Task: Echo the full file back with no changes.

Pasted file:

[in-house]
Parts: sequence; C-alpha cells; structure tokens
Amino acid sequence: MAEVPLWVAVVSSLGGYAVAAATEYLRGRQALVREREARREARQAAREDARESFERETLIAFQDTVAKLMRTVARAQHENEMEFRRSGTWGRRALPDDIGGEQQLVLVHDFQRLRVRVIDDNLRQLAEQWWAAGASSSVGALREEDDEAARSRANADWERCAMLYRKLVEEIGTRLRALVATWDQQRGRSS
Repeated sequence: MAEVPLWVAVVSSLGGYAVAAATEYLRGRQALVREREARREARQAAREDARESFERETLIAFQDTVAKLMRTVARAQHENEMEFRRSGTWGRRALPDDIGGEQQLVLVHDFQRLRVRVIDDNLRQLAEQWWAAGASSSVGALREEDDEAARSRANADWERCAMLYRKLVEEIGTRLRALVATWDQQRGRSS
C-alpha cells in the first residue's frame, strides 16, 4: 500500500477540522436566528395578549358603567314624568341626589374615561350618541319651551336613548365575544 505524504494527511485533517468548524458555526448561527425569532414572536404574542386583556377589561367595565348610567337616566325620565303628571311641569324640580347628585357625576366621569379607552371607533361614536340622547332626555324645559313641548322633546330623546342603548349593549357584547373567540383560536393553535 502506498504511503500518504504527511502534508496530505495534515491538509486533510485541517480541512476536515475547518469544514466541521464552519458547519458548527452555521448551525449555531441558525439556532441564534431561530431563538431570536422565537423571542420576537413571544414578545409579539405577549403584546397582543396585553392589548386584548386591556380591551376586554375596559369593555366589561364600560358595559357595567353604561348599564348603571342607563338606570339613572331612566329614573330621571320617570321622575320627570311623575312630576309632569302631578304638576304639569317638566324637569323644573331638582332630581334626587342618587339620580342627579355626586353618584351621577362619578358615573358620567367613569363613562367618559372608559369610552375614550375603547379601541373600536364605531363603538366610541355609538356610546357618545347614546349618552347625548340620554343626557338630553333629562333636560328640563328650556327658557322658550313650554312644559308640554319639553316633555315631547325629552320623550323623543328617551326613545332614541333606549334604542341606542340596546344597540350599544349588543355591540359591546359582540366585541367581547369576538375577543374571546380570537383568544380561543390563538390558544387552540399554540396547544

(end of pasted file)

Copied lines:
[in-house]
Parts: sequence; C-alpha cells; structure tokens
Amino acid sequence: MAEVPLWVAVVSSLGGYAVAAATEYLRGRQALVREREARREARQAAREDARESFERETLIAFQDTVAKLMRTVARAQHENEMEFRRSGTWGRRALPDDIGGEQQLVLVHDFQRLRVRVIDDNLRQLAEQWWAAGASSSVGALREEDDEAARSRANADWERCAMLYRKLVEEIGTRLRALVATWDQQRGRSS
Repeated sequence: MAEVPLWVAVVSSLGGYAVAAATEYLRGRQALVREREARREARQAAREDARESFERETLIAFQDTVAKLMRTVARAQHENEMEFRRSGTWGRRALPDDIGGEQQLVLVHDFQRLRVRVIDDNLRQLAEQWWAAGASSSVGALREEDDEAARSRANADWERCAMLYRKLVEEIGTRLRALVATWDQQRGRSS
C-alpha cells in the first residue's frame, strides 16, 4: 500500500477540522436566528395578549358603567314624568341626589374615561350618541319651551336613548365575544 505524504494527511485533517468548524458555526448561527425569532414572536404574542386583556377589561367595565348610567337616566325620565303628571311641569324640580347628585357625576366621569379607552371607533361614536340622547332626555324645559313641548322633546330623546342603548349593549357584547373567540383560536393553535 502506498504511503500518504504527511502534508496530505495534515491538509486533510485541517480541512476536515475547518469544514466541521464552519458547519458548527452555521448551525449555531441558525439556532441564534431561530431563538431570536422565537423571542420576537413571544414578545409579539405577549403584546397582543396585553392589548386584548386591556380591551376586554375596559369593555366589561364600560358595559357595567353604561348599564348603571342607563338606570339613572331612566329614573330621571320617570321622575320627570311623575312630576309632569302631578304638576304639569317638566324637569323644573331638582332630581334626587342618587339620580342627579355626586353618584351621577362619578358615573358620567367613569363613562367618559372608559369610552375614550375603547379601541373600536364605531363603538366610541355609538356610546357618545347614546349618552347625548340620554343626557338630553333629562333636560328640563328650556327658557322658550313650554312644559308640554319639553316633555315631547325629552320623550323623543328617551326613545332614541333606549334604542341606542340596546344597540350599544349588543355591540359591546359582540366585541367581547369576538375577543374571546380570537383568544380561543390563538390558544387552540399554540396547544